||Super Mario RPG: Legend of the Seven Stars (1996, SNES) • Paper Mario (2000, N64) • Mario & Luigi: Superstar Saga (2003, GBA) • Paper Mario: The Thousand-Year Door (2004, GCN) • Mario & Luigi: Partners in Time (2005, NDS) • Super Paper Mario (2007, Wii) • Mario & Luigi: Bowser's Inside Story (2009, NDS) • Paper Mario: Sticker Star (2012, 3DS) • Mario & Luigi: Dream Team (2013, 3DS) • Mario & Luigi: Paper Jam (2016, 3DS)
| Mario Kart series
||Super Mario Kart (1992, SNES) • Mario Kart 64 (1996, N64) • Mario Kart 64 (slot machine) (1997, Arcade) • Mario Kart: Super Circuit (2001, GBA) • Mario Kart: Double Dash!! (2003, GCN) • Mario Kart Arcade GP (2005, Arcade) • Mario Kart DS (2005, NDS) • Mario Kart Arcade GP 2 (2007, Arcade) • Mario Kart Wii (2008, Wii) • Mario Kart 7 (2011, 3DS) • Mario Kart Arcade GP DX (2013, Arcade) • Mario Kart 8 (2014, Wii U)
| Mario Party series
||Mario Party (1998, N64) • Mario Party 2 (1999, N64) • Mario Party 3 (2000, N64) • Mario Party 4 (2002, GCN) • Mario Party-e (2003, GBA) • Mario Party 5 (2003, GCN) • Super Mario Fushigi no Korokoro Party (2004, Arcade) • Mario Party 6 (2004, GCN) • Mario Party Advance (2005, GBA) • Super Mario Fushigi no Korokoro Party 2 (2005, Arcade) • Mario Party 7 (2006, GCN) • Mario Party 8 (2007, Wii) • Mario Party DS (2007, NDS) • Mario Party Fushigi no Korokoro Catcher (2009, Arcade) • Mario Party 9 (2012, Wii) • Mario Party: Island Tour (2013, 3DS) • Mario Party 10 (2015, Wii U)
||Mario Baseball series
||Mario Superstar Baseball (2005, GCN) • Mario Super Sluggers (2008, Wii)
| Mario Golf series
||Golf (1984) • NES Open Tournament Golf (1991, NES) • Mario Golf (1999, N64) • Mario Golf (1999, GBC) • Mobile Golf (2001, GBC) • Mario Golf: Toadstool Tour (2003, GCN) • Mario Golf: Advance Tour (2004, GBA) • Mario Golf: World Tour (2014, 3DS)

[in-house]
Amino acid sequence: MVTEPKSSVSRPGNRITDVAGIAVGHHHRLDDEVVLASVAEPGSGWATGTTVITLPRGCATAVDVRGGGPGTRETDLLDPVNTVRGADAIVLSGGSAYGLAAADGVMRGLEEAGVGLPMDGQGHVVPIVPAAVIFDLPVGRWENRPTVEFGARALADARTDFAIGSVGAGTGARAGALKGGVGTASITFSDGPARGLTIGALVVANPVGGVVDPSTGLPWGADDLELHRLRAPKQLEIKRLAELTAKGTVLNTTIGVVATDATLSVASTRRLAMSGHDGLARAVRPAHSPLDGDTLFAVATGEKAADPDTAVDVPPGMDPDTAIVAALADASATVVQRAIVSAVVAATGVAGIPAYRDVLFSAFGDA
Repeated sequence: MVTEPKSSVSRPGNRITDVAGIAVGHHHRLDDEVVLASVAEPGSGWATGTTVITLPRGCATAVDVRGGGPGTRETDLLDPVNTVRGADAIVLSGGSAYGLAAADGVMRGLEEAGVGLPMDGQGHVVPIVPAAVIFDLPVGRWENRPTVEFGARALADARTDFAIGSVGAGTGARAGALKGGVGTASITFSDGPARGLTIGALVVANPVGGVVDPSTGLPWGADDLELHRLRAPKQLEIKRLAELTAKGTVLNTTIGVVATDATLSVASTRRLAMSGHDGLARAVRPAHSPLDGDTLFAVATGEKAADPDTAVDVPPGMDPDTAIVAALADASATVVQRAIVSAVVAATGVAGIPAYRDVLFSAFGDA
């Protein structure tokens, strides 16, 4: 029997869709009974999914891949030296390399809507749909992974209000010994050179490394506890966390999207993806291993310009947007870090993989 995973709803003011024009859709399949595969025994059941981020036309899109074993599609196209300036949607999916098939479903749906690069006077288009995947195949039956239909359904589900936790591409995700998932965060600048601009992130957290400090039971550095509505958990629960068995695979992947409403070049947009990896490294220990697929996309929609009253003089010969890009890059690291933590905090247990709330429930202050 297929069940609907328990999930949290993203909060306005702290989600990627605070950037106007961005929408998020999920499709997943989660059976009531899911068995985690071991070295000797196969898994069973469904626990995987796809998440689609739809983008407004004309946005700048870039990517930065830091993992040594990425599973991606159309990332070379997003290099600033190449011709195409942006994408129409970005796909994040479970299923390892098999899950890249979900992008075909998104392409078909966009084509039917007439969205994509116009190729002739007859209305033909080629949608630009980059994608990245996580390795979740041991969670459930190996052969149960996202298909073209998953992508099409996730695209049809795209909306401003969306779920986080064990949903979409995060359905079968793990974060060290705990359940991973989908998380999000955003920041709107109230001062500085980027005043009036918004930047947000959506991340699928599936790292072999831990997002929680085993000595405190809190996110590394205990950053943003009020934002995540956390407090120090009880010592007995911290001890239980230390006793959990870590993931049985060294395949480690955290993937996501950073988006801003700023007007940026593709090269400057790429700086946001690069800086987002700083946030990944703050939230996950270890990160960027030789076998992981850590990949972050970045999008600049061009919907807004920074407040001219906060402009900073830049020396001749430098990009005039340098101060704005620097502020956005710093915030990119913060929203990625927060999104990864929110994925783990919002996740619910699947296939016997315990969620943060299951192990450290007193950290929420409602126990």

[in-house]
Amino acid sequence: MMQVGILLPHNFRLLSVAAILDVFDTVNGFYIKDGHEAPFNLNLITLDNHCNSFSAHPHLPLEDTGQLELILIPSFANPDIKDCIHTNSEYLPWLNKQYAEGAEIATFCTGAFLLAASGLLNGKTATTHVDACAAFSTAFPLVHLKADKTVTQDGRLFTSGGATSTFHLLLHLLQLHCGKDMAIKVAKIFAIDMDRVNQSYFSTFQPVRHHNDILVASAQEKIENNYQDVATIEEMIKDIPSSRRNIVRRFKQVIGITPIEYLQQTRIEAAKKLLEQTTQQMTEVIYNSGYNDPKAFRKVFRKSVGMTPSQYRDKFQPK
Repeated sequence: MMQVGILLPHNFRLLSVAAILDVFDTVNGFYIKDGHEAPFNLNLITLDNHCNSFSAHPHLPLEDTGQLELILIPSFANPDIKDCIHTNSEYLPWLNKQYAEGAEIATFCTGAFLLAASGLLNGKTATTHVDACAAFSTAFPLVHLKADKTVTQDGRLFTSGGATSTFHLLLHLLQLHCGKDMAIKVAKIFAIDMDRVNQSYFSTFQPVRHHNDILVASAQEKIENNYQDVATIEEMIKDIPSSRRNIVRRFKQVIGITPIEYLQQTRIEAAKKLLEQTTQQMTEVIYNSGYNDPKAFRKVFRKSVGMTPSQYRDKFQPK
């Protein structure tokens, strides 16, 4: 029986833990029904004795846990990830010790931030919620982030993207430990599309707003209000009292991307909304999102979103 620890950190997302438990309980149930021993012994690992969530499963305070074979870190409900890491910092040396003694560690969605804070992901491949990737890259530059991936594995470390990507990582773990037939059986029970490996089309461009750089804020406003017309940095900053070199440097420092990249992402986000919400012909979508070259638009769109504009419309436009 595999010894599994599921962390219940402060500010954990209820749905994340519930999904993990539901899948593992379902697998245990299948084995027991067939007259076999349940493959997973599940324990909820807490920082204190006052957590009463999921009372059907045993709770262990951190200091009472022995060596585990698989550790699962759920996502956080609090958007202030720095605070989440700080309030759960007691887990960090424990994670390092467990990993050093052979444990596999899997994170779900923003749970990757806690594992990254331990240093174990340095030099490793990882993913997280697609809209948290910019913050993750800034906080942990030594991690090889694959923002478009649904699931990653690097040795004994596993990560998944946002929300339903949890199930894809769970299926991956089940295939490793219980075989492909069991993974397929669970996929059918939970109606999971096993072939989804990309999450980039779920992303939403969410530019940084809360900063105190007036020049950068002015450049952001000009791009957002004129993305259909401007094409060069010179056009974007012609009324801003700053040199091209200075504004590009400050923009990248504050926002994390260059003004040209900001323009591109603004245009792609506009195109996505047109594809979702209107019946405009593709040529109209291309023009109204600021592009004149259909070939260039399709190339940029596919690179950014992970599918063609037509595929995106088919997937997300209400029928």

|Mario Strikers series
||Super Mario Strikers (2005, GCN) • Mario Strikers Charged (2007, Wii)
|Mario Tennis series
|| Mario's Tennis (1995, VB) • Mario Tennis 64 (2000, N64) • Mario Tennis (2000, GBC) • Mario Power Tennis (2004, GCN) • Mario Tennis: Power Tour (2005, GBA) • Mario Tennis Open (2012, 3DS) • Mario Tennis: Ultra Smash (2015, Wii U)
||NBA Street V3 (2005, GCN) • SSX on Tour (2005, GCN) • Mario Hoops 3-on-3 (2006, NDS) • Mario Sports Mix (2010, Wii)
|| Mario & Sonic series
||Mario & Sonic at the Olympic Games (2007, Wii) • Mario & Sonic at the Olympic Games (2007, NDS) • Mario & Sonic at the Olympic Winter Games (2009, Wii) • Mario & Sonic at the Olympic Winter Games (2009, NDS) • Mario & Sonic at the London 2012 Olympic Games (2011, Wii) • Mario & Sonic at the London 2012 Olympic Games (2012, 3DS) • Mario & Sonic at the Sochi 2014 Olympic Winter Games (2013, Wii U) • Mario & Sonic at the Rio 2016 Olympic Games (2015, Wii U) • Mario & Sonic at the Rio 2016 Olympic Games (2015, 3DS)
| Super Smash Bros. series
|| Super Smash Bros. (1999, N64) • Super Smash Bros. Melee (2001, GCN) • Super Smash Bros. Brawl (2008, Wii) • Super Smash Bros. for Nintendo 3DS (2014, 3DS) • Super Smash Bros. for Wii U (2014, Wii U)
||Mario Teaches Typing (1991, MS-DOS) • Super Mario Bros. & Friends: When I Grow Up (1991, MS-DOS) • Mario is Missing! (1993) • Mario's Time Machine (1993) • Mario's Early Years! Fun with Letters (1993) • Mario's Early Years! Fun with Numbers (1994) • Mario's Early Years! Preschool Fun (1994) • Mario Teaches Typing 2 (1996, MS-DOS)
||Super Mario Bros. Print World (1991, MS-DOS) • Mario Paint (1992, SNES) • Mario no Photopi (1998, N64) • Mario Artist: Paint Studio (1999, N64DD) • Mario Artist: Talent Studio (2000, N64DD) • Mario Artist: Communication Kit (2000, N64DD) • Mario Artist: Polygon Studio (2000, N64DD)
||Mario & Wario (1993, SNES) • Yoshi's Safari (1993, SNES) • Undake30 Same Game (1995, SFC) • Mario's Game Gallery (1995, MS-DOS) • Mario's Picross (1995, GB) • Mario's Super Picross (1995, SFC) • Donkey Kong (slot machine) (1996, Arcade) • Picross 2 (1996, GB) • Excitebike: Bun Bun Mario Battle Stadium (1997, Satellaview) • Mario's FUNdamentals (1998, MS-DOS) • Mario Pinball Land (2004, GBA) • Super Mario Fushigi no Janjan Land (2003, Arcade) • Yakuman DS (2005, NDS) • Dance Dance Revolution: Mario Mix (2005, GCN) • Itadaki Street DS (2007, NDS) • Fortune Street (2011, Wii) • Nintendo Land (2012, Wii U) • Captain Toad: Treasure Tracker (2014, Wii U) • Super Mario Maker (2015, Wii U) • Puzzle & Dragons: Super Mario Bros. Edition (2015, 3DS)